“Where are you going?” I asked.
“I just came back to check on you,” he said. “I’m not giving up.”
“Thank you,” I said, feeling tears of gratitude welling in my eyes.
“It’s the least I can do,” he said. Before stepping out into the night, he looked back. “Tell him to hold on just a little bit longer.”
* * *
Arrie Stoddard came by the next morning with Nioba Starseeker. Arrie carried a woven basket full of food, while Nioba held a covered metal pot in one hand and a roll of linen tucked under her arm. I wondered if perhaps Adalwulf Rask had sent them.
I had just removed the poultices from Charlie’s ravaged back and was rinsing them with warm salted water when they entered. He hadn’t uttered a sound during the painful procedure, only twitching occasionally as I’d pulled the linen from his tender flesh. His fever had not returned and his skin now cold and clammy. I had managed to get a few sips of water into him, but only by using magic and the greatest of care.
I was keeping a few windows open, so there was a fire in the hearth to keep the house warm. I moved air currents through the house almost constantly to keep it fresh, but Charlie’s wounds were now constantly oozing bloody pus and exuded the most terrible stench. I rose and took a few steps toward them, in case they had no intention of moving closer to the foul air. The two druids had stopped short, staring in shock. Arrie dropped the basket and clapped both hands over her mouth.
Nioba caught the basket with a gust of air and guided it to the countertop. “Where is Danica?” she asked, concern in her dark eyes.
“Still sleeping,” I said.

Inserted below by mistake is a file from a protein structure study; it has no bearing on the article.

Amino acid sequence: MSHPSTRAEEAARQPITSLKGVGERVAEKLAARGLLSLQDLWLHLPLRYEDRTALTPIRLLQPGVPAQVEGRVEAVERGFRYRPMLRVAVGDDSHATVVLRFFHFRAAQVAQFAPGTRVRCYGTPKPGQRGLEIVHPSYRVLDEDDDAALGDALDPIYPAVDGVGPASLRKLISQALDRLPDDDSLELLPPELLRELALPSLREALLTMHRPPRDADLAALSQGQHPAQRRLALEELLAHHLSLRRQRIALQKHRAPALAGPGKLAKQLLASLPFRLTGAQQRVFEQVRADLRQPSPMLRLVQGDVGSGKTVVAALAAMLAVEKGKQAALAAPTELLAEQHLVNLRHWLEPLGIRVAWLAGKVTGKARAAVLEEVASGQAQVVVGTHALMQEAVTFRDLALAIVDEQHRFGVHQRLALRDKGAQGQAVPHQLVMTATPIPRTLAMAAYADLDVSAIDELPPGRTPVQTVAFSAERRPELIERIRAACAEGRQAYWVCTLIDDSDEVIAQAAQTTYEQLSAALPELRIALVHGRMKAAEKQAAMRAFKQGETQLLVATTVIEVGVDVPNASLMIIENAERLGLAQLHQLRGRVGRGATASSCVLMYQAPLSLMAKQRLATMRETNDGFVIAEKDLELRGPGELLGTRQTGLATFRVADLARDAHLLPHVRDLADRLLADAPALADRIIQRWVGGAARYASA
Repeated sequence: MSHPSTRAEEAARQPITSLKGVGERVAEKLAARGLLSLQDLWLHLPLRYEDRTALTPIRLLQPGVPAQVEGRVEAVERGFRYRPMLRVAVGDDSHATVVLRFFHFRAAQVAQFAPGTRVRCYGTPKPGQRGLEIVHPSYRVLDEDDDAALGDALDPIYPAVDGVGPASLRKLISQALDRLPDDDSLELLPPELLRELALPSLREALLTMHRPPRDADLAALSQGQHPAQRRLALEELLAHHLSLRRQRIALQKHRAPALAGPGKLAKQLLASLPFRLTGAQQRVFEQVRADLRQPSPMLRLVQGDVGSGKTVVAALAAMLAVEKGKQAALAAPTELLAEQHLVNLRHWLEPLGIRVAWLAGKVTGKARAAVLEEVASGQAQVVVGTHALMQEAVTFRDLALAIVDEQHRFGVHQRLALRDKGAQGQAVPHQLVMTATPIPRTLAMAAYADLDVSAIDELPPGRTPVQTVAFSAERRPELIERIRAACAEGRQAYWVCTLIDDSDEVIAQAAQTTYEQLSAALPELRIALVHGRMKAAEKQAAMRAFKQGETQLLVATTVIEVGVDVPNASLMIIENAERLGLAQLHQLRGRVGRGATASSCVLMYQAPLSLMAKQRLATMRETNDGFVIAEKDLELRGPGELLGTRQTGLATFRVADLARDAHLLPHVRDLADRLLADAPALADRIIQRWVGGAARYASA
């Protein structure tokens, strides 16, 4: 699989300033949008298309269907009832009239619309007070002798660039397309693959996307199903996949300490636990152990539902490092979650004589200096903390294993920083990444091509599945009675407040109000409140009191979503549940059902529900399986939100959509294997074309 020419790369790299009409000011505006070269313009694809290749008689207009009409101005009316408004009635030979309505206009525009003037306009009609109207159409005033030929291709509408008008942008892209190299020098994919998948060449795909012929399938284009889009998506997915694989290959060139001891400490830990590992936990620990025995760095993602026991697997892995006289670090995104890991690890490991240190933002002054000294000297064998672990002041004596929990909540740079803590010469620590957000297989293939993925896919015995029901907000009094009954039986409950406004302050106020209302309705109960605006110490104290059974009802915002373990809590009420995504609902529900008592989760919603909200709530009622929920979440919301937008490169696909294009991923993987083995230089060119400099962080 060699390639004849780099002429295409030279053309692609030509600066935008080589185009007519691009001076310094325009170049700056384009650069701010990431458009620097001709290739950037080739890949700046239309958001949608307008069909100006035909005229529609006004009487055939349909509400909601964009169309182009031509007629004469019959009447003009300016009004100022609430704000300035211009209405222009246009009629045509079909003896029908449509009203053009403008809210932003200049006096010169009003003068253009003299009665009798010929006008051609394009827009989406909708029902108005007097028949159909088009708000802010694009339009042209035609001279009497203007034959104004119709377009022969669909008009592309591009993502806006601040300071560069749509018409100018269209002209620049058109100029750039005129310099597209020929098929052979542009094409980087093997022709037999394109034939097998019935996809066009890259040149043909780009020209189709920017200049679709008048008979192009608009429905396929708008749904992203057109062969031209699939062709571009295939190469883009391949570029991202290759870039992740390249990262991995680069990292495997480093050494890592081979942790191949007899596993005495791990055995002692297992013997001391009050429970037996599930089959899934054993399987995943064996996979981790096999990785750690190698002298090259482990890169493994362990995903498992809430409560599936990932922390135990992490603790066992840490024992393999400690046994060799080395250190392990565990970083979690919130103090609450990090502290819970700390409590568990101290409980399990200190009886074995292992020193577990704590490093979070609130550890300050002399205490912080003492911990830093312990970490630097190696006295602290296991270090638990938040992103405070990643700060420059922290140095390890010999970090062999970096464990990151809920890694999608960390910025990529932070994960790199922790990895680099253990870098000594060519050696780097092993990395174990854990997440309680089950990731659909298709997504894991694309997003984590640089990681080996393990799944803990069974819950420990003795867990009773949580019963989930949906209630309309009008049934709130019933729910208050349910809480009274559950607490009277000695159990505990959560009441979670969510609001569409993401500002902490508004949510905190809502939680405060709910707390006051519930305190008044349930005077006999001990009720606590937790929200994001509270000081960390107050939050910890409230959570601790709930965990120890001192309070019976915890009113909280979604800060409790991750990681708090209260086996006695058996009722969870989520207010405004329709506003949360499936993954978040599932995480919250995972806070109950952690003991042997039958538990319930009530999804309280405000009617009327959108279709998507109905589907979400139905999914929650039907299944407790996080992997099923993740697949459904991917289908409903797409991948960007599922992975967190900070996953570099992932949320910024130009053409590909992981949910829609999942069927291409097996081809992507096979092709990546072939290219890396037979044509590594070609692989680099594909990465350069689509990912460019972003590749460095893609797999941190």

“She’s not yet recovered?” Nioba repeated.
“Why are you here all alone?” Arrie cried.
“Uncle Padraig has been out trying to find Duncan.”
“What about your father?”
Father had been mostly absent and has proven useless even when he was present. I shrugged and began laying the fresh poultices across Charlie’s ravaged back. Unless someone possessed healing earth magic, they were of little use to us.
“Adalwulf Rask has been watching over us,” I said.
“Oh, my poor darling,” Arrie said. “Have you eaten today?”
“No.” Every time I had tried, I’d only managed a few bites. My stomach was knotted with constant fear and worry.
“When did you sleep last?” Nioba asked, taking her pot to the kitchen, along with Arrie’s basket.
I shrugged again. In truth, I had tried napping throughout the day but was unable to sleep. Every time I closed my eyes, I just listened to Charlie’s breathing, slow and a little bit raspy. If there was just the tiniest pause, my eyes snapped open and I was on my feet.
“Well, we’re here now,” Arrie said, taking my hands. “Neither of us can heal your chosen, but if you let us, we can help you.”
While I appreciated their presence and support, I couldn’t help feel a twinge of resentment that what I truly needed – an earth healer – was the one thing that was being denied me. However, I was not going to refuse assistance simply because it didn’t come in the time or manner I would have preferred. If nothing else, having Arrie and Nioba here would help me feel less alone.